Haitian migrants at Del Rio border were living, working in Chile, Brazil before Biden 'opened the border'

Evidence shows the mass congregation of Haitian migrants camped under the International Bridge generally had access to housing and gainful employment in Chile and Brazil.


Evidence shows the mass congregation of Haitian migrants camped under the International Bridge across the US-Mexico border in Texas previously lived and worked in Latin American countries as refugees, mainly Chile and Brazil. They generally had access to housing and gainful employment, but decided to move to the US for opportunity there.

According to The Daily Mail, Todd Bensman, an expert who works for the Center for Immigration Studies said, "None of these Haitians are from Haiti. None of them. These Haitians are all from Chile and Brazil."

"When Biden got in, word went out and they decided, we're coming now. That was the decision point. I've interviewed 60 to 70 Haitians over the last year and it's always the same story – Joe Biden opened the border so we decided we could upgrade our lifestyle."

"I interviewed a guy an hour ago who said he was living in Brazil and making good money but he said he heard everyone was getting into America so he came."

Bensman reportedly also shared an image with the Daily Mail of Chilean national ID cards that he had collected. They were apparently discarded by Haitians who crossed into US territory and proceeded to lay on the ground around Ciudad Acuna, a border town across the river from Del Rio, Texas.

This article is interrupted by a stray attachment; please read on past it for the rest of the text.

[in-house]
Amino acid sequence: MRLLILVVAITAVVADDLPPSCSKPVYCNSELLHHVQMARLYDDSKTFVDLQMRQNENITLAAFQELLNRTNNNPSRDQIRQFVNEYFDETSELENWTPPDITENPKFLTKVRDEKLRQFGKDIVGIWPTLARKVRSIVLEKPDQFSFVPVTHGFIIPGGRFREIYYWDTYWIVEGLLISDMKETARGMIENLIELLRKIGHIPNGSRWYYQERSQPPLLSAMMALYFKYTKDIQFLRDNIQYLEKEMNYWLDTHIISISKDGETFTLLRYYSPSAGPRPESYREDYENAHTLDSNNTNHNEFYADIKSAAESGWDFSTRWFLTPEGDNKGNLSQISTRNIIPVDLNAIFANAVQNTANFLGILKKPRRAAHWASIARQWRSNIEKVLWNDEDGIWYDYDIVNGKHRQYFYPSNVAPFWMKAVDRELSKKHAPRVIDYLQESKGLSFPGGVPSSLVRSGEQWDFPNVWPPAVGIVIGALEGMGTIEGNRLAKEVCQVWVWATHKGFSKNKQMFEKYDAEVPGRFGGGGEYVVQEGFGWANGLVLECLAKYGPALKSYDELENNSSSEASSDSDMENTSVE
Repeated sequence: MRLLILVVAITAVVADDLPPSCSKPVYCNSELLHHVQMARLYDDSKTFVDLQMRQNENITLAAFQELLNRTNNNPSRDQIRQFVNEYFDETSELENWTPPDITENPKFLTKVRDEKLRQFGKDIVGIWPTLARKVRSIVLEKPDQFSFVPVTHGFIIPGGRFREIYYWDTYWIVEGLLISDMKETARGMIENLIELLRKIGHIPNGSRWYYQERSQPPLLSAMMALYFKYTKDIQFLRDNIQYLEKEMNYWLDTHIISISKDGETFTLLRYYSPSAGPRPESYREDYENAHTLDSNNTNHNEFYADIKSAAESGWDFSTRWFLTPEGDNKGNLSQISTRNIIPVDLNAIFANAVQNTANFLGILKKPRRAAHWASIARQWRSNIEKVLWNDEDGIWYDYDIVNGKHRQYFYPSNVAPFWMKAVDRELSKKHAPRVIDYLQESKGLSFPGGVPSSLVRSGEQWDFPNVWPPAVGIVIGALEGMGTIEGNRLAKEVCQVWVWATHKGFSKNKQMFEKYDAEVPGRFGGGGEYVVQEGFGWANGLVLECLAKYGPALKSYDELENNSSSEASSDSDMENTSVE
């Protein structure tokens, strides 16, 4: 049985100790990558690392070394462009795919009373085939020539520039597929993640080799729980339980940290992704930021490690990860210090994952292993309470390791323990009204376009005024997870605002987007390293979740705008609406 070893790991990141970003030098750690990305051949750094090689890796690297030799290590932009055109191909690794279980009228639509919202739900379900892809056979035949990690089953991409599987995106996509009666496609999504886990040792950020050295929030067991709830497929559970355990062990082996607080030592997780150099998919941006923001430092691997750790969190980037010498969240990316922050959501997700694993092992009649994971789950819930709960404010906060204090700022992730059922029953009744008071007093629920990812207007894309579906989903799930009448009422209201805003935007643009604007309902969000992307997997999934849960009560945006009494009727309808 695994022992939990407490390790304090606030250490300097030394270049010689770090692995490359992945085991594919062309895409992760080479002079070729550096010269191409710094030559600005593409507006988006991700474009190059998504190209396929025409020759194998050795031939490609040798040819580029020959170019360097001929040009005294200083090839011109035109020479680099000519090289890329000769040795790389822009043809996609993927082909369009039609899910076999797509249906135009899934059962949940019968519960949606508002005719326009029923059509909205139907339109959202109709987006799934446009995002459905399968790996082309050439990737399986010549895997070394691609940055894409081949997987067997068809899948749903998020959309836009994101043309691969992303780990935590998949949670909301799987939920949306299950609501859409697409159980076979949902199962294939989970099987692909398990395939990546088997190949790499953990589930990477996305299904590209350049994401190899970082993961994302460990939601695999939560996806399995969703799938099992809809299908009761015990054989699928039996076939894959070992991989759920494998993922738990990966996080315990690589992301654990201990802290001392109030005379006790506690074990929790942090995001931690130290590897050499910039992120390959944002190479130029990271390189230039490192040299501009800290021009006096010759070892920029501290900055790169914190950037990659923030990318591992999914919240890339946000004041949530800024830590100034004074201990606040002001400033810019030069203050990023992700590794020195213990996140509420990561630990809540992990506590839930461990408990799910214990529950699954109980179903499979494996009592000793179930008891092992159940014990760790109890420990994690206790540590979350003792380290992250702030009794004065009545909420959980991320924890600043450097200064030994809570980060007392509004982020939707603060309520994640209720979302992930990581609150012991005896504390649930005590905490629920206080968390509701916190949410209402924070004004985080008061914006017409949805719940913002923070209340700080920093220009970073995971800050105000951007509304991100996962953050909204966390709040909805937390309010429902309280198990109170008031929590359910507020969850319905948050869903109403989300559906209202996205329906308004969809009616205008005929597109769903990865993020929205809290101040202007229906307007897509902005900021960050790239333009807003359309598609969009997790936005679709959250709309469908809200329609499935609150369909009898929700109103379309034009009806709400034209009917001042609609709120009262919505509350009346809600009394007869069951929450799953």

Bensman also mentioned this area was chosen by many in recent days because they found nobody from Mexican cartel groups controlled the area and charged people to cross the border.

Overwhelmed US Border Agents contend with over 14,000 migrants camped under the international bridge – with reports of tens of thousands more migrants on the way.

Bensman explained: "The cartel landscape is not the same in Del Rio as it is in Rio Grande Valley and other parts of Arizona and California. It's different everywhere. In this sector, there's never really been cartel human smuggling on the same scale – [although] I'm sure you can find a coyote here if you need one."

Border apprehensions are up nearly 500 percent from last year, totaling more than 1.3 million — more people than the populations of nine US states.

Approximately 9,700 illegal apprehensions have prior criminal convictions, with cartels and traffickers making $14 million a day moving people illegally across the border.

"People just cross on their own and make their way into the US without paying anyone. You'll pay further south in Texas but if you come through here, you pay nothing," said Bensman.

"It's cheaper. It's a lot cheaper. It's life-changing cheaper."


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